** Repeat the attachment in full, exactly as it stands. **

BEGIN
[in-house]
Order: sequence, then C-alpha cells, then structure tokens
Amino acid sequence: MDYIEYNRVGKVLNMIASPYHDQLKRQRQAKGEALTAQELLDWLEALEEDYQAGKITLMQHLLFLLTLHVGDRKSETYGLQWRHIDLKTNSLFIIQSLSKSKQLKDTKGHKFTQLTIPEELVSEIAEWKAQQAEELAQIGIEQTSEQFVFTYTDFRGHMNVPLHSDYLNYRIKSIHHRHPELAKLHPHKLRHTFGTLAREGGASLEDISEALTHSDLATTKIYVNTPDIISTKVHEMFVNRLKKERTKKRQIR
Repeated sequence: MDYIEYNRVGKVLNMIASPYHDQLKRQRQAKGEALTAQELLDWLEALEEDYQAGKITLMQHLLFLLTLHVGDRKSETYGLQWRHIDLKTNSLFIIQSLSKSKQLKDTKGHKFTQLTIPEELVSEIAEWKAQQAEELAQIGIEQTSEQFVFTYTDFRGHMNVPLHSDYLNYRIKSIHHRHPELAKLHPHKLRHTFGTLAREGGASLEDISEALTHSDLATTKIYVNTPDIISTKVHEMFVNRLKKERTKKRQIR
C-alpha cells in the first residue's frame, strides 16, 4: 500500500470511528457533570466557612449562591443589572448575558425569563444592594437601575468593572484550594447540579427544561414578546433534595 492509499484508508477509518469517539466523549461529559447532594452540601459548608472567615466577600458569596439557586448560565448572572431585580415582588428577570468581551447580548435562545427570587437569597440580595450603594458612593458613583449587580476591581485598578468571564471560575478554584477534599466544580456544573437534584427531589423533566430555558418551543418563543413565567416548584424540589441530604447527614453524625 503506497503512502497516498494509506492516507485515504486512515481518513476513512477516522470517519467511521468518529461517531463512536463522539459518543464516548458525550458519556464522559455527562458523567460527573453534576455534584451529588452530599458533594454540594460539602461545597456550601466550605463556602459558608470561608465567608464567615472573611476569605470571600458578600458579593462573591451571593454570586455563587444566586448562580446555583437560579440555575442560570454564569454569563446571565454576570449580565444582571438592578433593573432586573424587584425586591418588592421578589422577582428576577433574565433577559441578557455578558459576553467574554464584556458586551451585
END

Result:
[in-house]
Order: sequence, then C-alpha cells, then structure tokens
Amino acid sequence: MDYIEYNRVGKVLNMIASPYHDQLKRQRQAKGEALTAQELLDWLEALEEDYQAGKITLMQHLLFLLTLHVGDRKSETYGLQWRHIDLKTNSLFIIQSLSKSKQLKDTKGHKFTQLTIPEELVSEIAEWKAQQAEELAQIGIEQTSEQFVFTYTDFRGHMNVPLHSDYLNYRIKSIHHRHPELAKLHPHKLRHTFGTLAREGGASLEDISEALTHSDLATTKIYVNTPDIISTKVHEMFVNRLKKERTKKRQIR
Repeated sequence: MDYIEYNRVGKVLNMIASPYHDQLKRQRQAKGEALTAQELLDWLEALEEDYQAGKITLMQHLLFLLTLHVGDRKSETYGLQWRHIDLKTNSLFIIQSLSKSKQLKDTKGHKFTQLTIPEELVSEIAEWKAQQAEELAQIGIEQTSEQFVFTYTDFRGHMNVPLHSDYLNYRIKSIHHRHPELAKLHPHKLRHTFGTLAREGGASLEDISEALTHSDLATTKIYVNTPDIISTKVHEMFVNRLKKERTKKRQIR
C-alpha cells in the first residue's frame, strides 16, 4: 500500500470511528457533570466557612449562591443589572448575558425569563444592594437601575468593572484550594447540579427544561414578546433534595 492509499484508508477509518469517539466523549461529559447532594452540601459548608472567615466577600458569596439557586448560565448572572431585580415582588428577570468581551447580548435562545427570587437569597440580595450603594458612593458613583449587580476591581485598578468571564471560575478554584477534599466544580456544573437534584427531589423533566430555558418551543418563543413565567416548584424540589441530604447527614453524625 503506497503512502497516498494509506492516507485515504486512515481518513476513512477516522470517519467511521468518529461517531463512536463522539459518543464516548458525550458519556464522559455527562458523567460527573453534576455534584451529588452530599458533594454540594460539602461545597456550601466550605463556602459558608470561608465567608464567615472573611476569605470571600458578600458579593462573591451571593454570586455563587444566586448562580446555583437560579440555575442560570454564569454569563446571565454576570449580565444582571438592578433593573432586573424587584425586591418588592421578589422577582428576577433574565433577559441578557455578558459576553467574554464584556458586551451585